Gen. Odierno's History of the Iraq War Released

rampant

LE
Kit Reviewer
Book Reviewer
Back in 2013 Gen Ray Odierno commissioned a study into experience of the Iraq War, ready in 2016 its publication was delayed for two years, it has now been published as the Two Volume "The US Army in the Iraq War.

Army’s long-awaited Iraq war study finds Iran was the only winner in a conflict that holds many lessons for future wars

It won't be widely available, but you can find it through here

Publication

Publication

From the brief exerpts and reviews of it I've seen, it doesn't hold back.
 
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Downloaded, thanks.

I won’t hold my breath for a British Army/PJHQ version...
 

rampant

LE
Kit Reviewer
Book Reviewer
I saw some of the primary evidence for the HERRICK Campaign Study. Unsurprisingly, it never made it into the published HCS...
 
I saw some of the primary evidence for the HERRICK Campaign Study. Unsurprisingly, it never made it into the published HCS...
I'd suggest it's virtually impossible to get a well trained soldier [the enemy are wrong and it is my job to go and smite them for their wrongness] to look at himself and say 'I am wrong and I need to really question my own ideals and beliefs if I am to be any good at my job going forward'. It's not easy to get any leadership team to do this as leaders inherently have to believe they have the answers, but the military mindset is probably the least amenable to self criticism. It is one of the reasons the military should always be firmly under political control; bad as politicians are they can at least see the military's faults, even if only through tinted glasses.
 
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Yarra

Old-Salt
No UK Corp from Turkey. No Phase IV. Claire Short in charge of DFID. Brown as Chancellor.

What could possibly go wrong?
 
I'd suggest it's virtually impossible to get a well trained soldier [the enemy are wrong and it is my job to go and smite them for their wrongness] to look at himself and say 'I am wrong and I need to really question my own ideals and beliefs if I am to be any good at my job going forward'. It's not easy to get any leadership team to do this as leaders inherently have to believe they have the answers, but the military mindset is probably the least amenable to self criticism. It is one of the reasons the military should always be firmly under political control; bad as politicians are they can at least see the military's faults, even if only through tinted glasses.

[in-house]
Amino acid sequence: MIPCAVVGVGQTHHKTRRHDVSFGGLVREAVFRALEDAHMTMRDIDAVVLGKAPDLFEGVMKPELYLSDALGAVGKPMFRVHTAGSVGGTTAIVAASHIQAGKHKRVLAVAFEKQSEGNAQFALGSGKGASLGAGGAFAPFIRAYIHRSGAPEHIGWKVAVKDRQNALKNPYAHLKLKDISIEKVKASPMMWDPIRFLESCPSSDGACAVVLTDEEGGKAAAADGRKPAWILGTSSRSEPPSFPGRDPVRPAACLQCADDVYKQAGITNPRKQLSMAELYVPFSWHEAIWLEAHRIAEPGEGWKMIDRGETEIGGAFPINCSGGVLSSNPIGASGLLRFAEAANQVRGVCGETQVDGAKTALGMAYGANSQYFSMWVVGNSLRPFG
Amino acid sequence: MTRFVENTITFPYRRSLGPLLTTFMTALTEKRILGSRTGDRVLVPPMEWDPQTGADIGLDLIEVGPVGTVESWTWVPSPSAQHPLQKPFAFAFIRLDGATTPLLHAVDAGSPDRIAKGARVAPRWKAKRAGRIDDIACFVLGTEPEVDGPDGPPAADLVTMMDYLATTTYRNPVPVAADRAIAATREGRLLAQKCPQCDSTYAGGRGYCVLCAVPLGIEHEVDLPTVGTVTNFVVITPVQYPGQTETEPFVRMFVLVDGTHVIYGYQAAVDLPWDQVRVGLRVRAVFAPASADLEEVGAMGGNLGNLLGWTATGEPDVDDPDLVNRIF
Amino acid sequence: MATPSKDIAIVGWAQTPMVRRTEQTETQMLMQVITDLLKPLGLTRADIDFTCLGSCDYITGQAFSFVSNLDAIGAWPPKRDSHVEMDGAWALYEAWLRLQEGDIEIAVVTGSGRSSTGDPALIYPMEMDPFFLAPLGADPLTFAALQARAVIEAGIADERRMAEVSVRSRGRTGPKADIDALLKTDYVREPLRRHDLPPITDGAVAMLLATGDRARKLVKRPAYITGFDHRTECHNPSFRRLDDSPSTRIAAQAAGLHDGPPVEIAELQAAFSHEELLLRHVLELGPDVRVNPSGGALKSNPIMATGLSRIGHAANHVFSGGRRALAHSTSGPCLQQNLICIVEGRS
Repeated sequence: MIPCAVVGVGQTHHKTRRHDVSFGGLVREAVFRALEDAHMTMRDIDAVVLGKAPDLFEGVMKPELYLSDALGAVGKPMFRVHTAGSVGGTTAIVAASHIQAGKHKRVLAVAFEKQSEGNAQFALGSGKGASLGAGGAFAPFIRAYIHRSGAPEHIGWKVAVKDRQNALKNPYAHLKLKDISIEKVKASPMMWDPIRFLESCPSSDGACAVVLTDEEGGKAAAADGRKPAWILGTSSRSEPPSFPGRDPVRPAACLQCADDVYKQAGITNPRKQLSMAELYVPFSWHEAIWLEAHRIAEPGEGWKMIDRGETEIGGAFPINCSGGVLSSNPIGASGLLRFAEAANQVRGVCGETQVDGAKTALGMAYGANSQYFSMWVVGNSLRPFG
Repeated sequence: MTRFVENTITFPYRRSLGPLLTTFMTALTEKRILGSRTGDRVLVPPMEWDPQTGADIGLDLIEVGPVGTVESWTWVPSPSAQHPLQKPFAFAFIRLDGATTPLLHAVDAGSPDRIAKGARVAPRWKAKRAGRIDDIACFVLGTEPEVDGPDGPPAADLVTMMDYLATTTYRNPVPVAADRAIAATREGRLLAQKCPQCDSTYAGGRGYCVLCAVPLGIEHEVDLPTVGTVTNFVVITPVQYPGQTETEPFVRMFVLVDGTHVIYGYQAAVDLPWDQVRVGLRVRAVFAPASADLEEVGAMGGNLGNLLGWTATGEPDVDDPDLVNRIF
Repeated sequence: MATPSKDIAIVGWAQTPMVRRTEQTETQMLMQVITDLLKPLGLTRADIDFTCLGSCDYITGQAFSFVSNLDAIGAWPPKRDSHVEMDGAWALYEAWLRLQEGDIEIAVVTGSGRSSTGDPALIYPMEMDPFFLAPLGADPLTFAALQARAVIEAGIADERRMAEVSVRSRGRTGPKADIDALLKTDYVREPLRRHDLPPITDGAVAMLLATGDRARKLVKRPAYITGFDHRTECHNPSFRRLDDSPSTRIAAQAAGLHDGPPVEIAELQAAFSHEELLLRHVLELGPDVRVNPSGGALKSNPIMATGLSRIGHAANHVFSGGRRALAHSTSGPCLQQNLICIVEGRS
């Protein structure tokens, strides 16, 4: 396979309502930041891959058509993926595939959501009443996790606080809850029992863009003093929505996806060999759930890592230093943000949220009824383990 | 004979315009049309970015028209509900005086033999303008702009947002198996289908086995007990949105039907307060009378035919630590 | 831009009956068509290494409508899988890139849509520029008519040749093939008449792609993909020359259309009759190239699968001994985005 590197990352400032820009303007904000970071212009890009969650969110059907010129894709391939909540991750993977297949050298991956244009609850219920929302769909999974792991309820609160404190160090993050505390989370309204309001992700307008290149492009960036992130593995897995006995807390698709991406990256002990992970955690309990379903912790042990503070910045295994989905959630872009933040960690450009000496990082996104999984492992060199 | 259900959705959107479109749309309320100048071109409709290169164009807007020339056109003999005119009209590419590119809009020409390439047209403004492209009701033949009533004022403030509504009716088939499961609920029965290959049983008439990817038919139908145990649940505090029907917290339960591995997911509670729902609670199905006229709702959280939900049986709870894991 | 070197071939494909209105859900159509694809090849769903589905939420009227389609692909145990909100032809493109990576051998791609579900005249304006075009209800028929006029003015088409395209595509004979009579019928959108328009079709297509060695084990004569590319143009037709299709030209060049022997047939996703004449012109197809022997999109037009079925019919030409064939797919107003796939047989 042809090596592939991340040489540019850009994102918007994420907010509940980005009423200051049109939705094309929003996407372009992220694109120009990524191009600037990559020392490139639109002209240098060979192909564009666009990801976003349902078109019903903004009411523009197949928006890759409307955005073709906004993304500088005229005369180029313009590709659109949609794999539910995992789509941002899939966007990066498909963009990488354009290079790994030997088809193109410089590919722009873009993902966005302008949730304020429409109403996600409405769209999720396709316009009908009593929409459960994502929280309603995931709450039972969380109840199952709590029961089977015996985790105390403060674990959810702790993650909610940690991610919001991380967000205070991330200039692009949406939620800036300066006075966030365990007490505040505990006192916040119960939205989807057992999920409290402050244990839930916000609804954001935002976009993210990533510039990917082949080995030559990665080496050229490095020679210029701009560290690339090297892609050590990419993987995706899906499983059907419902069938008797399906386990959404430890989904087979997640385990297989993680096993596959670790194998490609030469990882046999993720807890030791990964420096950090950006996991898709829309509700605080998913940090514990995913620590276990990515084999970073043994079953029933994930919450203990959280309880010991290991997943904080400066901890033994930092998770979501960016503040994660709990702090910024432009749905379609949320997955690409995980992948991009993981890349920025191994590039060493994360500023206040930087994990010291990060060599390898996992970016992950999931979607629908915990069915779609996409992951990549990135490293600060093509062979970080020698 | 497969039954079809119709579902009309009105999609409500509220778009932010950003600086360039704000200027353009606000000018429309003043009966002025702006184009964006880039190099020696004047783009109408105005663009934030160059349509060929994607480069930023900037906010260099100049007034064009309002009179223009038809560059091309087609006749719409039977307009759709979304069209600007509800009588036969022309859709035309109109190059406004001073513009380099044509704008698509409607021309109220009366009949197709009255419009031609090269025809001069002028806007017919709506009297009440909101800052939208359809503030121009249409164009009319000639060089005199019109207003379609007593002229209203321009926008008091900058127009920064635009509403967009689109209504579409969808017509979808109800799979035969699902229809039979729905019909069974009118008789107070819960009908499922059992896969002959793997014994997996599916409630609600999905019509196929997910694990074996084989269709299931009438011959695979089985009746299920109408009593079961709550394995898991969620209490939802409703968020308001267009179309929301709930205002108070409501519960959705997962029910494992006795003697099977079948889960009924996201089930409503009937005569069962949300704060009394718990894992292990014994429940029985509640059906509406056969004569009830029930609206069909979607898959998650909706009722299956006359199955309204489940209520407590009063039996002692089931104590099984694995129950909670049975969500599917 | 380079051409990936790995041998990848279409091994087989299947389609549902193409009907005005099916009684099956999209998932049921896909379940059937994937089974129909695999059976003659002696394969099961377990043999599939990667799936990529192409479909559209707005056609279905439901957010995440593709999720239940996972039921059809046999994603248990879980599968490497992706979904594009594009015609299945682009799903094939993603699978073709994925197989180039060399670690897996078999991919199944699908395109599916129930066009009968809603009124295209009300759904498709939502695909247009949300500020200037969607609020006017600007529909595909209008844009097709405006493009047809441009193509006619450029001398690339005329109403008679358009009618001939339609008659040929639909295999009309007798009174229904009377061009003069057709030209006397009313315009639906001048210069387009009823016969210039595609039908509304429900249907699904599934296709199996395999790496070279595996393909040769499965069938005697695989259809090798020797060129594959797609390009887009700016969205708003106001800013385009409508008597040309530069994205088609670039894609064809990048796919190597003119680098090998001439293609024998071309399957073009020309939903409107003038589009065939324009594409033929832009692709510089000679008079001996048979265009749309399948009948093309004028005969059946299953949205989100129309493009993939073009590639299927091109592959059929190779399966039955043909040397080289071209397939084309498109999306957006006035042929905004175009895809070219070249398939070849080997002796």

Unfortunately, the never to be released primary evidence, there were some very reflective 1-3*s who had obviously some long hard looks at themselves in the mirror.

And they all reflected, candidly, on their failures, both direct and indirect. They were near unanimous in their reflections on APC Glasgow....
 

Yarra

Old-Salt
....but the military mindset is probably the least amenable to self criticism. It is one of the reasons the military should always be firmly under political control; bad as politicians are they can at least see the military's faults, even if only through tinted glasses.
Trouble is BP, Politicians also consistently prove to be poor critical thinkers too... Especially in the case of Brown and Short on TELIC. Between them, they completely hamstrung the UK's effort at the Strategic level, from the campaign plan forward. This left our (mil) leaders commencing ops on 'ground not of their choosing'. Blair lacked either foresight, political space or balls to grip the situation (sound familiar?), leaving the military to try and dig ourselves out of the hole those cockroaches dumped us in.... (eating soup with a knife, wasn't it?)

The trouble is, the half a decade of 'liberal interventionism' where the UK's military pulled it out of the bag in Macedonia and Sierra Leone, was merely a manageable prelude to an undertaking that required big boy's rules and big boy's commitment. Unfortunately, we were all too eager to go war-fighting without thinking it through.

Yarra
 
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Trouble is BP, Politicians also consistently prove to be poor critical thinkers too...
Agreed,although I'm not convinced the military VSOs did anything like enough to change political minds. Sadly I suspect when they started the campaign they thought they could do it, or they weren't going to risk their jobs to say no.
 

Yarra

Old-Salt
Agreed,although I'm not convinced the military VSOs did anything like enough to change political minds. Sadly I suspect when they started the campaign they thought they could do it, or they weren't going to risk their jobs to say no.
Given the circumstances, the in-Theatre VSOs did a sterling job on T1... as did their commands. The UK planners embedded back in US had been threadders with our political leadership for some time. At the time, the only thing, I recall that was of concern once we were well inside the Regime's OODA loop was the opaqueness over Ph IV. ...that concern gradually morphed into incredulity as we were told to halt prep for Ph IV.
 
Given the circumstances, the in-Theatre VSOs did a sterling job on T1... as did their commands. The UK planners embedded back in US had been threadders with our political leadership for some time. At the time, the only thing, I recall that was of concern once we were well inside the Regime's OODA loop was the opaqueness over Ph IV. ...that concern gradually morphed into incredulity as we were told to halt prep for Ph IV.
We failed, dress it up in all the acronyms you like but whatever we went in to do [and I don't think we really knew, except suck up to the Yanks'], it didn't work.
 

FORMER_FYRDMAN

LE
Book Reviewer